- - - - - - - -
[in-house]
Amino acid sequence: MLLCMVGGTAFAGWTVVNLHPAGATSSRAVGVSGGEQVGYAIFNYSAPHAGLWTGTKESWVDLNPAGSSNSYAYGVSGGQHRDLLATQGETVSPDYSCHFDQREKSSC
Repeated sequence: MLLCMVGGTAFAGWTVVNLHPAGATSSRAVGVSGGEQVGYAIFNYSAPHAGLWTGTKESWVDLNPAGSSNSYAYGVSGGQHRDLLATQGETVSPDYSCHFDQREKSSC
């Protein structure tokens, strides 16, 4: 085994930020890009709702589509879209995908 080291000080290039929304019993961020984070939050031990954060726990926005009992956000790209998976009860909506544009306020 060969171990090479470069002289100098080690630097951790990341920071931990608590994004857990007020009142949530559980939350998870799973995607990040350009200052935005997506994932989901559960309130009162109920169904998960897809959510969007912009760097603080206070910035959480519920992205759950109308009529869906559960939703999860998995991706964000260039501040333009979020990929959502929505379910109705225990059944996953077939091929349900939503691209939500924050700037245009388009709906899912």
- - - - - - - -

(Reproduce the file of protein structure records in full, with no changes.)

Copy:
[in-house]
Amino acid sequence: MLLCMVGGTAFAGWTVVNLHPAGATSSRAVGVSGGEQVGYAIFNYSAPHAGLWTGTKESWVDLNPAGSSNSYAYGVSGGQHRDLLATQGETVSPDYSCHFDQREKSSC
Repeated sequence: MLLCMVGGTAFAGWTVVNLHPAGATSSRAVGVSGGEQVGYAIFNYSAPHAGLWTGTKESWVDLNPAGSSNSYAYGVSGGQHRDLLATQGETVSPDYSCHFDQREKSSC
């Protein structure tokens, strides 16, 4: 085994930020890009709702589509879209995908 080291000080290039929304019993961020984070939050031990954060726990926005009992956000790209998976009860909506544009306020 060969171990090479470069002289100098080690630097951790990341920071931990608590994004857990007020009142949530559980939350998870799973995607990040350009200052935005997506994932989901559960309130009162109920169904998960897809959510969007912009760097603080206070910035959480519920992205759950109308009529869906559960939703999860998995991706964000260039501040333009979020990929959502929505379910109705225990059944996953077939091929349900939503691209939500924050700037245009388009709906899912």